America saw a connected device boom during the pandemic.
A study in March 2021 found that the average United States household had 25 connected devices, including laptops, tablets, smartphones, smart TVs, streaming or gaming devices and fitness trackers.
This figure had more than doubled in two years, with consumer use of connected technology growing by 50% within that time frame. Much of that growth is thanks to COVID-19, as consumers needed to learn to use these devices to attend virtual healthcare visits, work remotely, stream media and conduct shopping and other financial tasks.
Nearly 40% of American consumers say they will upgrade to newer models of their connected devices as they become available. And a recent report also showed that 57% of consumers in Germany, the U.K. and the U.S. were already using voice assistants on devices in their hands, cars and smart speakers.
That means manufacturers will be under pressure to develop devices that can handle everything from entertainment and communication to shopping and bill payment.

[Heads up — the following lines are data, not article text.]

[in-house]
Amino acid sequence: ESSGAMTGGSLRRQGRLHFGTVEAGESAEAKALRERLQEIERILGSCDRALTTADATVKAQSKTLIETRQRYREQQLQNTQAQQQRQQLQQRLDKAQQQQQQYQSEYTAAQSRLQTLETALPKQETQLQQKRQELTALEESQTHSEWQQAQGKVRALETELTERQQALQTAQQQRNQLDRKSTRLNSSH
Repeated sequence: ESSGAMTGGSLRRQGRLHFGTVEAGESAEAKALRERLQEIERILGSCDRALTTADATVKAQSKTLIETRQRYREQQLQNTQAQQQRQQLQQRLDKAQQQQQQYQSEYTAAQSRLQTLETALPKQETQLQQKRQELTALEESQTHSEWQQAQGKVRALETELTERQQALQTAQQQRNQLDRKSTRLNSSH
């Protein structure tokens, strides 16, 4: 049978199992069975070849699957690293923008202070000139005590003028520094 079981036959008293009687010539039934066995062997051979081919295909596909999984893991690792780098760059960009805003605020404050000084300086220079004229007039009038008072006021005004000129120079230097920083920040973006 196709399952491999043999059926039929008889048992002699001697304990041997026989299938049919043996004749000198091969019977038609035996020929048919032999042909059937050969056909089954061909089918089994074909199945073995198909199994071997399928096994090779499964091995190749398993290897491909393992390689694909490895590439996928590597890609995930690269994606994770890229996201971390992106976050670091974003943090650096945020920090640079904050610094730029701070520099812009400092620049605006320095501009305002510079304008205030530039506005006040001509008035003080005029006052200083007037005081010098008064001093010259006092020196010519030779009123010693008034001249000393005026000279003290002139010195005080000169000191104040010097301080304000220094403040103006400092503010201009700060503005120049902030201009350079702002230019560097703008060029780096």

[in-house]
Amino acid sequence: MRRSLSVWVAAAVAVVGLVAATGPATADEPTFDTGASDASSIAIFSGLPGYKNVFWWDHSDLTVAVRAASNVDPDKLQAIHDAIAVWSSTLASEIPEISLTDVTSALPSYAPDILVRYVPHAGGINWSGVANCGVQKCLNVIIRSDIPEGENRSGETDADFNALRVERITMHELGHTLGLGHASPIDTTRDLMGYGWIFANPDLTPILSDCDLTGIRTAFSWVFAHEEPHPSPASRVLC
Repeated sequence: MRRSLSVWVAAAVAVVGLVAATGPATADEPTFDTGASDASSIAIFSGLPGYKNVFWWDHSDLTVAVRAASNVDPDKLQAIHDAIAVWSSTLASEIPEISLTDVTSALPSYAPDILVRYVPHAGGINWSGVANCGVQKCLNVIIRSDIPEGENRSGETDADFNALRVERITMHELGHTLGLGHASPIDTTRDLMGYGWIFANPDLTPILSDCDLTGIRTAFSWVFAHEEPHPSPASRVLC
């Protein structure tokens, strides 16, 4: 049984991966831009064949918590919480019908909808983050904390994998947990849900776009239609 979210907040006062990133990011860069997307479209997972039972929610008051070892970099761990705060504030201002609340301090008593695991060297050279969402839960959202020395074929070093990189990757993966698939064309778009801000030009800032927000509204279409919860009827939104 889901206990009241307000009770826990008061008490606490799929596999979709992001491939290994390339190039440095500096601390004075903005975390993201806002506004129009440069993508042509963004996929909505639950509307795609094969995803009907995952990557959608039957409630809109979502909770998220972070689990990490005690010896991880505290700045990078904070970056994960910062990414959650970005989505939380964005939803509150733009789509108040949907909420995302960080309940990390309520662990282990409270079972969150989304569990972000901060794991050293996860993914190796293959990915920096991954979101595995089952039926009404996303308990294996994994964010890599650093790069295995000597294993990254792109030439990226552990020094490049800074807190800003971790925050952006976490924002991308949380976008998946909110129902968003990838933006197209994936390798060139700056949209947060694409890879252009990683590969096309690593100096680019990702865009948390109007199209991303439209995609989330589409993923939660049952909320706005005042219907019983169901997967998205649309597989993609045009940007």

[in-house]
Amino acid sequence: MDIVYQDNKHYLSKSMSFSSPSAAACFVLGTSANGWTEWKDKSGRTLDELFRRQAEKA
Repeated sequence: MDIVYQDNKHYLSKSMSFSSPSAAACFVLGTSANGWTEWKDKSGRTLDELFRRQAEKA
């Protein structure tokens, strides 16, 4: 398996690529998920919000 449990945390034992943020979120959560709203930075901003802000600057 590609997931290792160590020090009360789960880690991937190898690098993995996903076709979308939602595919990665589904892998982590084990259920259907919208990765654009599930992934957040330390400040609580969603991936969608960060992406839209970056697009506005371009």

It also means that buyers will need help navigating this technology, with 46% of U.S. consumers polled last year saying they had difficulties with their connected products and could use assistance from manufacturers with troubleshooting and getting their devices connected to the internet. Close to a third said they found the process overwhelming.
Providers must also ensure the safety of devices, including through the use of security measures that can function as “traffic cops.”
These solutions work by assigning devices a unique and unchanging ID, and using machine learning to help detect and stop advanced threats such as rooted or jailbroken devices, emulators, app cloners, repackaged apps, VPNs and botnets.